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    Thanks Paul, way too complicated for me I,m afraid, think I will stick with wire and tube or peco motors and stud and probe :whatever:.

    Cheers, Pete.
     
  6. paul_l

    paul_l Staff Member Administrator

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    Hi Pete

    A couple of years ago I would have said the same, the MERG kits are a great way of learning, as they give simple but comprehensive build instructions, but also if your interested, a description on how the circuit works, and also fault finding / troubleshooting tips.

    If you can solder wire to rail, you can build one of these kits.

    Paul
     
  7. ianvolvo46

    ianvolvo46 Staff Member Moderator

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    Ok ... I can look to start with a basic kit eventually ... but I'm keeping mi knitting needles close at hand! Ian vt:scratchchin:
     
  8. Keith M

    Keith M Staff Member Moderator

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    I've used a couple of the 'Servo 4' kits to control my level crossing gates, using the servo mounts with the same 'Tower Pro' servo's. The kits are well thought out and quite easy to build, and as Paul says, if you can solder a wire to a rail, you can build these kits. I've not got around to playing with the Arduino I bought some months ago yet since I'm more 'hands-on' with the practicals rather than 'headbanging' theory and learning to program, but I'll get there eventually. If you're a MERG member, you can download the servo setup software to a laptop and go from there, so no need to buy and build the ServoSet unit.....even I managed to do that and set up my crossing gate servo's, so if I (as a 'P.C. Duffer") can manage it, anyone can!:avatar:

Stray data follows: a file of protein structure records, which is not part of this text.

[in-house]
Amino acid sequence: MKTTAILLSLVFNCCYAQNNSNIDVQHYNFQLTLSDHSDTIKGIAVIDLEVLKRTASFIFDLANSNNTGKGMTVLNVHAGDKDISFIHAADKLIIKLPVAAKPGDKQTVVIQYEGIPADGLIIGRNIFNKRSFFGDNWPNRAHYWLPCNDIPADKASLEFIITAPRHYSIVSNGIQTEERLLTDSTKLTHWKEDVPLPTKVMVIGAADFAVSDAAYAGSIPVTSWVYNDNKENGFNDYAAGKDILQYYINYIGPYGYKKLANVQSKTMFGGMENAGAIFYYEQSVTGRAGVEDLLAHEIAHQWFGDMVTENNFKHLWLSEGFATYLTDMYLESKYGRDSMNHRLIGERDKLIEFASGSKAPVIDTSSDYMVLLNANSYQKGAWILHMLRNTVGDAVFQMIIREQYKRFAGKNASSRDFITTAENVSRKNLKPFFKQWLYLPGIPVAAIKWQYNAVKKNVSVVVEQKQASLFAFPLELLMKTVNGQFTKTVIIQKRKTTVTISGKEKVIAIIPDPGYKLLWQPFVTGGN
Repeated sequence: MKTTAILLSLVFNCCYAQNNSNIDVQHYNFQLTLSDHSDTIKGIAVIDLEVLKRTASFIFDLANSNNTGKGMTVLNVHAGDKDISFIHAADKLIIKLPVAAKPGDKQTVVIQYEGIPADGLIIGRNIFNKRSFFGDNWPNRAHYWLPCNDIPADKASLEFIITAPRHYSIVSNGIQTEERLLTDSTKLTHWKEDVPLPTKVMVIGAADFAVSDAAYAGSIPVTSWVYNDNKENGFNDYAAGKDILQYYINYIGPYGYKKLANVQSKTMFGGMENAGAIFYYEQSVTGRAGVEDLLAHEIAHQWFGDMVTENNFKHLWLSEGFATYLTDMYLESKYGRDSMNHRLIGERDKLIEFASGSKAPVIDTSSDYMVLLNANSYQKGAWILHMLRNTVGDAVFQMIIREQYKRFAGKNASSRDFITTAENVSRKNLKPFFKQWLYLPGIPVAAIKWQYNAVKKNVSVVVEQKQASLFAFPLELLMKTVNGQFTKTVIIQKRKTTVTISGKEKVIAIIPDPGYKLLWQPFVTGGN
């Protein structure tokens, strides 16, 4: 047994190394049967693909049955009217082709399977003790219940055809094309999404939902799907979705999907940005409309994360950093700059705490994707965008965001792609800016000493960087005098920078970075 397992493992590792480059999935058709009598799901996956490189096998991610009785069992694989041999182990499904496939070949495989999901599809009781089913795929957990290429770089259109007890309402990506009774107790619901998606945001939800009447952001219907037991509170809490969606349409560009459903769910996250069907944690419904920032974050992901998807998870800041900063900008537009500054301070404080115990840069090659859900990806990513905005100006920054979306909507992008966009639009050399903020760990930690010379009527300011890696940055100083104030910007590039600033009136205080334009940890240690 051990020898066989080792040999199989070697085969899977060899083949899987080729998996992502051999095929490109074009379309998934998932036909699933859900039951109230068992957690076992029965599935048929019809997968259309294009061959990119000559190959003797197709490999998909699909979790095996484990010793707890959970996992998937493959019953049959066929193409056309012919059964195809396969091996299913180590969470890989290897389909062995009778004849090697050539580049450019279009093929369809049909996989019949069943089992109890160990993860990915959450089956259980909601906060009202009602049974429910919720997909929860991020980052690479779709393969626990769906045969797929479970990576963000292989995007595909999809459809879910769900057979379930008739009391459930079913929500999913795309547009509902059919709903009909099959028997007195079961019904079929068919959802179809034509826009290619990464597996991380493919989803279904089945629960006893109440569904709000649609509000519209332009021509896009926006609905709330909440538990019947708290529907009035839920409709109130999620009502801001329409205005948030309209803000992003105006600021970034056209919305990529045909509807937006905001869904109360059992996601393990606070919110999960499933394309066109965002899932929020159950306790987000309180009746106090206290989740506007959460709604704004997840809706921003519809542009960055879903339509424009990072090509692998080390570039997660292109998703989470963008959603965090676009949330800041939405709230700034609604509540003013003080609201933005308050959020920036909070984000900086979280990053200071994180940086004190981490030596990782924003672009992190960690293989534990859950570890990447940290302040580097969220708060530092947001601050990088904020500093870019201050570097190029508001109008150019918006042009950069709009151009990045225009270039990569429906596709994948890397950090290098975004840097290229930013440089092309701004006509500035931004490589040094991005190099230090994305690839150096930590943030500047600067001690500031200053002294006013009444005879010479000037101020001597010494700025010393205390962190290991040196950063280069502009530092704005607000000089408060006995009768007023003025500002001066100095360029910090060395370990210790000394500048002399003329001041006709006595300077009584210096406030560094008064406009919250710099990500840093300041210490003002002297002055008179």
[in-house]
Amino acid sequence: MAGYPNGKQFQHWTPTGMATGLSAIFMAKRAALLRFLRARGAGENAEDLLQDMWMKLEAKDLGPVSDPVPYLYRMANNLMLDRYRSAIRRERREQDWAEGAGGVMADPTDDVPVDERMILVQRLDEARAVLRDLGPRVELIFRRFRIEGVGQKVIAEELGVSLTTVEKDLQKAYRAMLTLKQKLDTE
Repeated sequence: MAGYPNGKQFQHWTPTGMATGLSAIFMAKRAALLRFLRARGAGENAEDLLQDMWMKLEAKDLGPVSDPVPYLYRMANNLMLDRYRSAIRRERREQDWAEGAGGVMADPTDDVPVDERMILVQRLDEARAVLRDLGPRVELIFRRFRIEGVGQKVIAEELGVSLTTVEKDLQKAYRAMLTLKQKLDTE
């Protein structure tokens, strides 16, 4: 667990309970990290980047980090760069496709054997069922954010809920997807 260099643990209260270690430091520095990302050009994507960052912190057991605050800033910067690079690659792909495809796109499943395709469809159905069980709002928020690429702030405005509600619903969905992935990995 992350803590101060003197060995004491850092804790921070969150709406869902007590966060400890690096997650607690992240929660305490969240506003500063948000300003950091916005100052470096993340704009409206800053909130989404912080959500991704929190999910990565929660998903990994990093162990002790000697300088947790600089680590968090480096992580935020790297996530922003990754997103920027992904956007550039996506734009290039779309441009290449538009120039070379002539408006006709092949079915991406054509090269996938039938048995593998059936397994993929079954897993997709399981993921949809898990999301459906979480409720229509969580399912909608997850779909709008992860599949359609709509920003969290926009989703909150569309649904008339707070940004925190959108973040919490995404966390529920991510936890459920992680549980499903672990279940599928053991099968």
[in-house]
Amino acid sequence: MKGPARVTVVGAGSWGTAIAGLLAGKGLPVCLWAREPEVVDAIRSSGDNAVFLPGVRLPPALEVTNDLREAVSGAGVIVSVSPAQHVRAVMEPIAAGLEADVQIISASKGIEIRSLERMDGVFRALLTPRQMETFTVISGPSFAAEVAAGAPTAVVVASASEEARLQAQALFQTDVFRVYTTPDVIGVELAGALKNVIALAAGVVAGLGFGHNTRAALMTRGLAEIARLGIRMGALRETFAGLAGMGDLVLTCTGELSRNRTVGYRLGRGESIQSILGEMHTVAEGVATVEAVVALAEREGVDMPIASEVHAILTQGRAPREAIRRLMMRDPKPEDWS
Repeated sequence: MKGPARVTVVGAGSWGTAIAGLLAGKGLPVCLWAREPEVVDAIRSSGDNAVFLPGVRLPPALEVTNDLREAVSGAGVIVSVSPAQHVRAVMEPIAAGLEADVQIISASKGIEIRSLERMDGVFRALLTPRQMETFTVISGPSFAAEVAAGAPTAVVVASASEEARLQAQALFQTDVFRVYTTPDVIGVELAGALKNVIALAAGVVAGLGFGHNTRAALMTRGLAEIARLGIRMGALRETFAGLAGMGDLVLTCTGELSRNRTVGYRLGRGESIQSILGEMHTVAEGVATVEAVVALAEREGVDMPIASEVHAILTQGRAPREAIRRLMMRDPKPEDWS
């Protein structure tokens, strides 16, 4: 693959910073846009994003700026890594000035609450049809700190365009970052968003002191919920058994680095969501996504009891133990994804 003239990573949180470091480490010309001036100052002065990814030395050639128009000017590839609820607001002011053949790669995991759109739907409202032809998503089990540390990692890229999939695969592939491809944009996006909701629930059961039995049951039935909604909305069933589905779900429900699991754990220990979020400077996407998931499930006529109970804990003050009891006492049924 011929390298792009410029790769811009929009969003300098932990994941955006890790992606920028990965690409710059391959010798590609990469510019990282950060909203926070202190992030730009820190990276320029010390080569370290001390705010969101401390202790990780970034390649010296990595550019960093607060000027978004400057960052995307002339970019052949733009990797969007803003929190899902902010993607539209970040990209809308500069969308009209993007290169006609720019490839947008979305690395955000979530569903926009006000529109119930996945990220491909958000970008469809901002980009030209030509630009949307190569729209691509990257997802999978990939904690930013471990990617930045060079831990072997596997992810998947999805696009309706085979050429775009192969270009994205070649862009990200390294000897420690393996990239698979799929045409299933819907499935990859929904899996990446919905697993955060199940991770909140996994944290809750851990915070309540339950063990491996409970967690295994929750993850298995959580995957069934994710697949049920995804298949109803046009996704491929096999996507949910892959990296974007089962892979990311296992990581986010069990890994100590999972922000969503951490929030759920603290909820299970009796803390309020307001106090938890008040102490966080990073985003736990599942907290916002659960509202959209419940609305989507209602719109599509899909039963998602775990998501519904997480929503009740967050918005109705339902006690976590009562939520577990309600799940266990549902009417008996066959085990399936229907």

Keith.
     
  9. scottystitch

    scottystitch N Gauge Society Publicity Officer Full Member

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    Paul, I've just come across this thread as I was about to ask the question "can someone show me the kit of parts, etc. for the MERG servo mount" and lo, and yes, behold you predicted my question two years ago.

    I am going to be using MegaPoints for control of my 60-odd points on Glasgow North, so looking for a cost effective mount for the servos. Next, thoughts will turn to Frog polarity switching. The thought of wiring up 120 microswitches doesn't fill me with much joy. And then another 120 for LED point route indication.......... I'm tempted by MegaPoints' Frog Relay units, but they need the control board as well and that would add to the cost. That said, it would be a very simple plug and play method. And it's still cheaper than going down the Cobalt route (of which I have a couple of dozen, but I think I'll use them on smaller projects, like Tormouth)
     
  10. paul_l

    paul_l Staff Member Administrator

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    Have a look at the Merg Servo 4 unit, or if you really feel like going down the Dark side route make arduino controllers.
    Viccy Road uses two Servo 4 units with an arduino as the DCC accy controller sending the signals to the servo4 units.

    I wouldn't worry about the wiring of the limit switches, its only 3 wires and the servo mount will let you attach upto 4 micro switches, giving you options for feedback and interlocking. Of course to be correct you should use two limit switches one for each end of the throw of the point blades - and that's only two micro switches and 4 wires :avatar:

    Paul
     
  11. scottystitch

    scottystitch N Gauge Society Publicity Officer Full Member

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    Thanks Paul.

    Control of the points/servos will be via switches on a mimic panel. I just want a nice simple set up - throw a switch, wiggly amps do their thing, the servo moves.

    Re the micro switches - one at the end of travel of both throws of the servo = 2, then the same again to switch the relevant LED on to indicate the route set on the mimic panel, no?